22. Okada, M., Kleinman, I.A., and Schneiderman, H.A. (1974). Restoration of fertility in sterilized Drosophila eggs by transplantation of polar cytoplasm. Dev. Biol. 37:43–54.CrossRefGoogle Scholar
  23. Smith, L.D. (1966). The role of a “germinal plasm” in the formation of primordial germ cells in Rana pipiens. Dev. Biol. 14:330–347.CrossRefGoogle Scholar
  24. Smith, L.D. and Williams, M.A. (1975). Germinal plasm and determination of primordial germ cells. The Developmental Biology of Reproduction, C.L. Market and J. Papaconstantinou (eds.), pp. 3–24. Academic Press, New York.Google Scholar
  25. Strome, S. and Wood, W.B. (1982). Immunofluorescence visualization of germ-line-specific cytoplasmic granules in embryos, larvae, and adults of Caenorhabditis elegans. Proc. Natl. Acad. Sci. USA 79:1558–1562.CrossRefGoogle Scholar
  26. Sulston, J., Schierenberg, E., White, J., Thomson, N., and von Ehrenstein, G. (1983). The embryonic cell lineage of the nematode Caenorhabditis elegans. Dev. Biol. (submitted for publication).Google Scholar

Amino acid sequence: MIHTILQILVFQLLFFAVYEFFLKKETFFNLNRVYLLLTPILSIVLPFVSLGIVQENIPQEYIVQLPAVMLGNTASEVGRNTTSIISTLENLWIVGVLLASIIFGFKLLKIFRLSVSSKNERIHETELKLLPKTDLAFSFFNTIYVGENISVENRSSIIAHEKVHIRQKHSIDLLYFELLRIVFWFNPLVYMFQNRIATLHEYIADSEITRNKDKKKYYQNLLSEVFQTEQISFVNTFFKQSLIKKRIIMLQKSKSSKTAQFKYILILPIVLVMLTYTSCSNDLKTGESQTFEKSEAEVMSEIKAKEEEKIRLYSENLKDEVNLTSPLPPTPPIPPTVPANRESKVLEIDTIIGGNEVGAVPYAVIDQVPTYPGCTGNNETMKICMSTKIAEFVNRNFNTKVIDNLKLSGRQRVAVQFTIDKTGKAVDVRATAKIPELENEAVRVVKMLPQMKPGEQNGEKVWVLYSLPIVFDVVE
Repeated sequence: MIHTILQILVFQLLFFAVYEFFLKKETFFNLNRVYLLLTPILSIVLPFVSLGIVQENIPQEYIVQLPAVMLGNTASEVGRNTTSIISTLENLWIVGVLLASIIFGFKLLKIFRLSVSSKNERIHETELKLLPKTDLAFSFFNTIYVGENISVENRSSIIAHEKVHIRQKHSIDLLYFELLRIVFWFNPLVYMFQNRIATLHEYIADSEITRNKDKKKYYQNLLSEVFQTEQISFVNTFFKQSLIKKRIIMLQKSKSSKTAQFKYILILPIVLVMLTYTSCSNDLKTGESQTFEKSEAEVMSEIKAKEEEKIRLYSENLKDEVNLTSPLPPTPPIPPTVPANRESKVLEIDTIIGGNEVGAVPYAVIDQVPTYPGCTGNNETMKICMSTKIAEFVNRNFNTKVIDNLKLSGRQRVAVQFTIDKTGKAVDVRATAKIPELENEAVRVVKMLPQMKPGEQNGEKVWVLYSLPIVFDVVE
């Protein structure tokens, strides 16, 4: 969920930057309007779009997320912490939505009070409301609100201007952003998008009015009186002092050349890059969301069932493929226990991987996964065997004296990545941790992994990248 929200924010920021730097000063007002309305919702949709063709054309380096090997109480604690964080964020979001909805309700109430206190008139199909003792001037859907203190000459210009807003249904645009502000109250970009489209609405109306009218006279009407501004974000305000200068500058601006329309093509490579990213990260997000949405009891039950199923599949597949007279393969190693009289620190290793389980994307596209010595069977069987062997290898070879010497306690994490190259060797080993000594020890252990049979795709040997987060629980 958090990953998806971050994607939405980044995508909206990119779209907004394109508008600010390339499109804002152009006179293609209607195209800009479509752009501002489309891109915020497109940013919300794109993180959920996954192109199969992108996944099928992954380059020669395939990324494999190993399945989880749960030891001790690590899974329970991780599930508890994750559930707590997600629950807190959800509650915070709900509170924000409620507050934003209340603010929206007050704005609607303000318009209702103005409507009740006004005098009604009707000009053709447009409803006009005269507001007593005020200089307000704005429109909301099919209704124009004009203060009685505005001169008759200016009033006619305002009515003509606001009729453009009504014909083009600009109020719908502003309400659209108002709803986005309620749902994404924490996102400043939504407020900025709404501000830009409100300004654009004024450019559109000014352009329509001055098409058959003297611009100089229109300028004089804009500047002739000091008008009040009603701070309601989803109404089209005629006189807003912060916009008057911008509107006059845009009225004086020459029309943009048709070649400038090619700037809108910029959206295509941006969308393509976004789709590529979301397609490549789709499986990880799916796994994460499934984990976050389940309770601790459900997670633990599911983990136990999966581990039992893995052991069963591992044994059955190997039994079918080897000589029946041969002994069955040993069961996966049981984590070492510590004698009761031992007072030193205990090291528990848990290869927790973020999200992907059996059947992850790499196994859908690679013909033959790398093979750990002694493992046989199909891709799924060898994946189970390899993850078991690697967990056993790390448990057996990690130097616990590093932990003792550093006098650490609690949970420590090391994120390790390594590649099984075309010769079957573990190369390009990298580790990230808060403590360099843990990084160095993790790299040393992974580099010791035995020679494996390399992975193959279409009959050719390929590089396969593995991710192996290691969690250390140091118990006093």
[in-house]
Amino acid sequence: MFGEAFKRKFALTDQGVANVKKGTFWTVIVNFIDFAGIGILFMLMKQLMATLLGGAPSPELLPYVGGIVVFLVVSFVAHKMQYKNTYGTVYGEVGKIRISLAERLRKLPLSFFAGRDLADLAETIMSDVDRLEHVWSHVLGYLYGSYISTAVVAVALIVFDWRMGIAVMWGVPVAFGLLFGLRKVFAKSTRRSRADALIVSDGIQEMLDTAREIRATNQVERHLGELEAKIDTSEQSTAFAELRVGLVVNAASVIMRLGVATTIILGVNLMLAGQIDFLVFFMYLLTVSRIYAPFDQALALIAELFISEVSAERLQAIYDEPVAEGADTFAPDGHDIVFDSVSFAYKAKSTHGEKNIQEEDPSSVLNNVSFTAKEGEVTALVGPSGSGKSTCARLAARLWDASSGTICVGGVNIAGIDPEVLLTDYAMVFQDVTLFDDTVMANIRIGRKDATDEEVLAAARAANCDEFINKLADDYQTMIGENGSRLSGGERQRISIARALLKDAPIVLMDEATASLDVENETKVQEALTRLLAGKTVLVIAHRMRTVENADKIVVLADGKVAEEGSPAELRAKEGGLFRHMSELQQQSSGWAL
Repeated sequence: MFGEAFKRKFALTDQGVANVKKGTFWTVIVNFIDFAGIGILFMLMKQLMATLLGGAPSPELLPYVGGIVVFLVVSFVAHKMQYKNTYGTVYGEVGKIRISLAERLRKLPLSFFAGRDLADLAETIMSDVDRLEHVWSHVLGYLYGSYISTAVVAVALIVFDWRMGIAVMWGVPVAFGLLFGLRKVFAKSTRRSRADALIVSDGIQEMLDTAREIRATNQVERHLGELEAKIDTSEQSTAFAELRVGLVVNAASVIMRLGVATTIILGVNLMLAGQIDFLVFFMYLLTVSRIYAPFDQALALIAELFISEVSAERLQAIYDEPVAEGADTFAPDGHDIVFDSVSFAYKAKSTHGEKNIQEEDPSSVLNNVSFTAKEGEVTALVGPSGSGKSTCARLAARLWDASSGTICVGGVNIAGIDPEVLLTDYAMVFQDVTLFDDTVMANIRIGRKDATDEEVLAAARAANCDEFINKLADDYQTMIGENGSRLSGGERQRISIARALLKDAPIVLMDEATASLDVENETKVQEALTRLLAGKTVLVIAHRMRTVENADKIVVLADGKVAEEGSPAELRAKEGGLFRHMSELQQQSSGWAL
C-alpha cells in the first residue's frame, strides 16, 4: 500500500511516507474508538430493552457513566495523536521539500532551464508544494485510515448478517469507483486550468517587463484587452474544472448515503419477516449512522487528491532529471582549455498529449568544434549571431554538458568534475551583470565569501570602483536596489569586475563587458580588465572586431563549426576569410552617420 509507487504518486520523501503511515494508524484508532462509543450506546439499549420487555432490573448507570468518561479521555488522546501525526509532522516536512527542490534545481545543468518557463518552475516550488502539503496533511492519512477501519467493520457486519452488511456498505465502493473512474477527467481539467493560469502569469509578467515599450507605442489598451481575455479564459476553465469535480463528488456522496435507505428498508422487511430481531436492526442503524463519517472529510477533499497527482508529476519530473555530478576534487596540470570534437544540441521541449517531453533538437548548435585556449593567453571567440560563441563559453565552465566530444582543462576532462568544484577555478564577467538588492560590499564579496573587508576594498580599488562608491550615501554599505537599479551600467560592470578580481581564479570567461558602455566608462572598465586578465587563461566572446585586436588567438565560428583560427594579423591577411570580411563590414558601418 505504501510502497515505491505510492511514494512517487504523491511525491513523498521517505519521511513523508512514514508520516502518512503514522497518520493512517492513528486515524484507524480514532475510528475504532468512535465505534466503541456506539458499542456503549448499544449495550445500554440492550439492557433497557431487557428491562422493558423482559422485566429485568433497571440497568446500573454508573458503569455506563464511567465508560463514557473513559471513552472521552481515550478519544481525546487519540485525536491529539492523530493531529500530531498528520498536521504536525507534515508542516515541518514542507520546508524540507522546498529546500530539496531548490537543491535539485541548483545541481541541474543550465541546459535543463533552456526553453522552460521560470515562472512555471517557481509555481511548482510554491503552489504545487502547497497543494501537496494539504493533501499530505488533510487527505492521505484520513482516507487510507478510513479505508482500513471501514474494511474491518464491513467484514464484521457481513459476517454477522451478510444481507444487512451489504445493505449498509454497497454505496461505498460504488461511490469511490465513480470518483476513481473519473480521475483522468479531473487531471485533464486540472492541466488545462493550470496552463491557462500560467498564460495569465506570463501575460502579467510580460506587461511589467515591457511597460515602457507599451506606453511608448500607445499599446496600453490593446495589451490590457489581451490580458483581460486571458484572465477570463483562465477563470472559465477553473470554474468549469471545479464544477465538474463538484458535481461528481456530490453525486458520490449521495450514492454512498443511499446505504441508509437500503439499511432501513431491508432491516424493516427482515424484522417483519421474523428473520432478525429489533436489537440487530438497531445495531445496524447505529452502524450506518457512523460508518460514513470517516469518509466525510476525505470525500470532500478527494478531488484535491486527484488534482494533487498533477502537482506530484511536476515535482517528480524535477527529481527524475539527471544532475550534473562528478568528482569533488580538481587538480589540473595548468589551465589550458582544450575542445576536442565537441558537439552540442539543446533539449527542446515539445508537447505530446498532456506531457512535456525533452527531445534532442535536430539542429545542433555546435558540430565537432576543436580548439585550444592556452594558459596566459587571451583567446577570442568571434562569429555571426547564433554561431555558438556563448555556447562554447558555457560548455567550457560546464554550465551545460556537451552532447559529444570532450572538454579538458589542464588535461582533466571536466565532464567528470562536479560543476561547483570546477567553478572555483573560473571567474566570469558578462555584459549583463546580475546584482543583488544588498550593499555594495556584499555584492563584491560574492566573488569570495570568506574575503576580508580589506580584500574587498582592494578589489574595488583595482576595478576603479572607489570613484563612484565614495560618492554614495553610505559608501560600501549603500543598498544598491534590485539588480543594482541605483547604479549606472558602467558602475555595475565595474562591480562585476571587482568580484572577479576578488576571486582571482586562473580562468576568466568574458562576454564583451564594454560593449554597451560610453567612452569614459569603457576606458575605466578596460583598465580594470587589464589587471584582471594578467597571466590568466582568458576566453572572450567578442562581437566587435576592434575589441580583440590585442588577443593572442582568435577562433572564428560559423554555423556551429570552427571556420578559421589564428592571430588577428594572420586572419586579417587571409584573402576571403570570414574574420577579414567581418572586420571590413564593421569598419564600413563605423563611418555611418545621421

27. Wakahara, M. (1978). Induction of supernumerary primoridal germ cells by injecting vegetal pole cytoplasm into Xenopus eggs. J. Exp. Zool. 203:159–164.CrossRefGoogle Scholar
  28. Ward, S. and Carrel, J.S. (1979). Fertilization and sperm competition in the nematode Caenorhabditis elegans. Dev. Biol. 73:304–321.CrossRefGoogle Scholar
  29. Warn, R. (1972). Manipulation of the pole plasm of Drosophila melanogaster. Acta Embryol. Exper. Suppl. 415–427.Google Scholar
  30. Warn, R. (1975). Restoration of the capacity to form pole cells in UV-irradiated Drosophila embryos. J. Embryol. Exp. Morph. 33: 1003–1011.Google Scholar
  31. Wilson, E.B. (1925). The Cell in Development and Heredity. McMillan, New York.Google Scholar
  32. Wolf, N., Hirsh, D., and Mcintosh, J.R. (1978). Spermatogenesis in males of the free-living nematode Caenorhabditis elegans. J. Ultrastruc. Res. 63:155–169.CrossRefGoogle Scholar
  33. Wolf, N., Priess, J., and Hirsh, D. (1983). Segregation of germ-line granules in early embryos of Caenorhabditis elegans: an electron microscopic analysis. J. Embryol. Exp. Morph. (in press).Google Scholar
  34. Wood, W.B., Heckt, R., Carr, S., Vanderslice, R., Wolf, N., and Hirsh, D. (1980). Parental effects and phenotypic characterization of mutations that affect early development in Caenorhabditis elegans. Dev. Biol. 74:446–469.CrossRefGoogle Scholar

Copyright information

© Plenum Press, New York 1984

Authors and Affiliations

  • Susan Strome
    • 1
  • William B. Wood
    • 1
  1. 1.Department of Molecular, Cellular, and Developmental BiologyUniversity of ColoradoBoulderUSA

Personalised recommendations